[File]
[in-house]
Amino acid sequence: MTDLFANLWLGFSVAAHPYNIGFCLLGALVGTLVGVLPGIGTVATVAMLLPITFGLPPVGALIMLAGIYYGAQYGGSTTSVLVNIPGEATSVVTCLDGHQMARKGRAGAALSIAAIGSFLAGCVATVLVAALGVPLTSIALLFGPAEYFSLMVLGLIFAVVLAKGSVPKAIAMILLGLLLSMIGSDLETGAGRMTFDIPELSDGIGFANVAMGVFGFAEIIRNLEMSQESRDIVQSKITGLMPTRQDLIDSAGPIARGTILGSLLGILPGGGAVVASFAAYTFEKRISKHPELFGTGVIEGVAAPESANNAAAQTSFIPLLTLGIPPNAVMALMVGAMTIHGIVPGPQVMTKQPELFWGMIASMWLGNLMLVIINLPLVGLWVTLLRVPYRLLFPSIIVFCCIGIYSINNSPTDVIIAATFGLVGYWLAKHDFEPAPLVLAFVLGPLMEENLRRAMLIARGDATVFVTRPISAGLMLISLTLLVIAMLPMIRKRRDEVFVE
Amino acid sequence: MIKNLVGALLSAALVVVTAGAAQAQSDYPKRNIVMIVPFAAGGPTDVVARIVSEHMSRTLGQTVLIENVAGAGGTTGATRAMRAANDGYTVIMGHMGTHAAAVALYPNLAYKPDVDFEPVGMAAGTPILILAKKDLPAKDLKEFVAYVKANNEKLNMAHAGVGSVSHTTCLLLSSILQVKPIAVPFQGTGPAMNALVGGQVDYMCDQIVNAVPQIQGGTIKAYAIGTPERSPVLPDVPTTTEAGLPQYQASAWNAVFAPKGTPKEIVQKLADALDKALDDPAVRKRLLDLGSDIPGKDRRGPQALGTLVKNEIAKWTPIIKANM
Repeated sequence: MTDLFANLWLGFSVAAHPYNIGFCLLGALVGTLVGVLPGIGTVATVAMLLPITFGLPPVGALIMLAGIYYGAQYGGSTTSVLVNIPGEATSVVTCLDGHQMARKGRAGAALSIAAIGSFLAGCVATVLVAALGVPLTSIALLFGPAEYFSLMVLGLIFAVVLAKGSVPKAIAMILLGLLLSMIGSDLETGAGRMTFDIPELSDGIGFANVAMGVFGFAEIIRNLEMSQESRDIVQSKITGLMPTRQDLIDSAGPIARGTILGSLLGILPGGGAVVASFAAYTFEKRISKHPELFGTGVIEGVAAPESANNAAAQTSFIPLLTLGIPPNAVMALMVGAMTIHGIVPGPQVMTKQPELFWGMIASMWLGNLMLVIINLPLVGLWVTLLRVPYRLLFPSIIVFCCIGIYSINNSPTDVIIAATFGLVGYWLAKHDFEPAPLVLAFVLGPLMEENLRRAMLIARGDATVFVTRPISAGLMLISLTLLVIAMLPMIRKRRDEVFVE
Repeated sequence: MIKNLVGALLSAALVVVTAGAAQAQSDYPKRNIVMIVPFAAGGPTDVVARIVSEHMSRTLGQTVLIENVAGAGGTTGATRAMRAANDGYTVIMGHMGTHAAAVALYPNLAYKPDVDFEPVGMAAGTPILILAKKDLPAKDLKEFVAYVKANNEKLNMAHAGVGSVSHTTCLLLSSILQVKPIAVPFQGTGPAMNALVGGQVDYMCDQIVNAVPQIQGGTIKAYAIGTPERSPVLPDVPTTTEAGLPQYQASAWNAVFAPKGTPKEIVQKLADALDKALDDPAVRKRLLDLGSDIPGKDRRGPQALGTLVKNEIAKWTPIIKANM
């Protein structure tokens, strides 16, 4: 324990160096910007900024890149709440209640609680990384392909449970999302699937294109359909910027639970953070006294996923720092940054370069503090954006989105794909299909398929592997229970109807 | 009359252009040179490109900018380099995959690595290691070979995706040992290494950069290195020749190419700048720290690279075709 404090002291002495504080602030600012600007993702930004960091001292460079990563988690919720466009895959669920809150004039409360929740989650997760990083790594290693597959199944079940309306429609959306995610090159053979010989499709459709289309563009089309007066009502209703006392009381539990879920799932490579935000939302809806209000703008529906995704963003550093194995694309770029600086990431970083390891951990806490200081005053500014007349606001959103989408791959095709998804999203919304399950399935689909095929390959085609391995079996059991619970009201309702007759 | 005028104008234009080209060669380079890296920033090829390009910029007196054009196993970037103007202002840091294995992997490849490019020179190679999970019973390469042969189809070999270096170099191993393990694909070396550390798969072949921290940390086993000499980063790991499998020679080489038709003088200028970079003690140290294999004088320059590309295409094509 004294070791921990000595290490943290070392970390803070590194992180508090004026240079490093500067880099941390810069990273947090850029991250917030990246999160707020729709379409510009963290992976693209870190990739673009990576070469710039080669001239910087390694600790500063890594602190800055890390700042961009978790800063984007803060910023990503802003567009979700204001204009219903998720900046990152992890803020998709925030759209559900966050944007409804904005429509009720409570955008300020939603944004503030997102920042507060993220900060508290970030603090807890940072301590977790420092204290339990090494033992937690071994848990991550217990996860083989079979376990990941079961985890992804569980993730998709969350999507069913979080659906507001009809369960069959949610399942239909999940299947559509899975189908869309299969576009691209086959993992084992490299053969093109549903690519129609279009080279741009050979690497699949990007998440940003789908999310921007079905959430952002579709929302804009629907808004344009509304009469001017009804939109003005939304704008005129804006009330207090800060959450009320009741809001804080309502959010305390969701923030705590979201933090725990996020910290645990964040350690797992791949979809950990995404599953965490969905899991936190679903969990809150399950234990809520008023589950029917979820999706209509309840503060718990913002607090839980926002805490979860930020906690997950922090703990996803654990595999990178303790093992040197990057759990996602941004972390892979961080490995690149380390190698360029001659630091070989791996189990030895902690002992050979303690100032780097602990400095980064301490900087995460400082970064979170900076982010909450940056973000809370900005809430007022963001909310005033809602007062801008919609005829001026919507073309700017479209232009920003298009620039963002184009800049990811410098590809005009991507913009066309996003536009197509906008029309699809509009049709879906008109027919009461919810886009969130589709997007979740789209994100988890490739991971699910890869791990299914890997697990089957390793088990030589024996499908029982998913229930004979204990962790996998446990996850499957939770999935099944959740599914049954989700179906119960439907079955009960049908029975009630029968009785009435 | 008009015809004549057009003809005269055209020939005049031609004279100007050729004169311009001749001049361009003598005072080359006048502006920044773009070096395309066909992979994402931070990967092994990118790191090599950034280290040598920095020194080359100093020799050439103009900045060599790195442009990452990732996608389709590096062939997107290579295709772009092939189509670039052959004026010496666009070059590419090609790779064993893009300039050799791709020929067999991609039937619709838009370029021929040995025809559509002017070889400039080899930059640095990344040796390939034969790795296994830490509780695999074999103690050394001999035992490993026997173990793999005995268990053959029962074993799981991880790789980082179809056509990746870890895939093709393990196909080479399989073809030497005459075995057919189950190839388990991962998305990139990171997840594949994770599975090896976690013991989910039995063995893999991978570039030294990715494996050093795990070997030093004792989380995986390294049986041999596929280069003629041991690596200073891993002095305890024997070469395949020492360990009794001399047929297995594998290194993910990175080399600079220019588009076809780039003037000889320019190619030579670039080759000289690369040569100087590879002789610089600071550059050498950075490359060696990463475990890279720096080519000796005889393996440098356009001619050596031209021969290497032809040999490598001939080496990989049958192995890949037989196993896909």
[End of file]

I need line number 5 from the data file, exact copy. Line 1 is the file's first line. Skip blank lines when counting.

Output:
Repeated sequence: MIKNLVGALLSAALVVVTAGAAQAQSDYPKRNIVMIVPFAAGGPTDVVARIVSEHMSRTLGQTVLIENVAGAGGTTGATRAMRAANDGYTVIMGHMGTHAAAVALYPNLAYKPDVDFEPVGMAAGTPILILAKKDLPAKDLKEFVAYVKANNEKLNMAHAGVGSVSHTTCLLLSSILQVKPIAVPFQGTGPAMNALVGGQVDYMCDQIVNAVPQIQGGTIKAYAIGTPERSPVLPDVPTTTEAGLPQYQASAWNAVFAPKGTPKEIVQKLADALDKALDDPAVRKRLLDLGSDIPGKDRRGPQALGTLVKNEIAKWTPIIKANM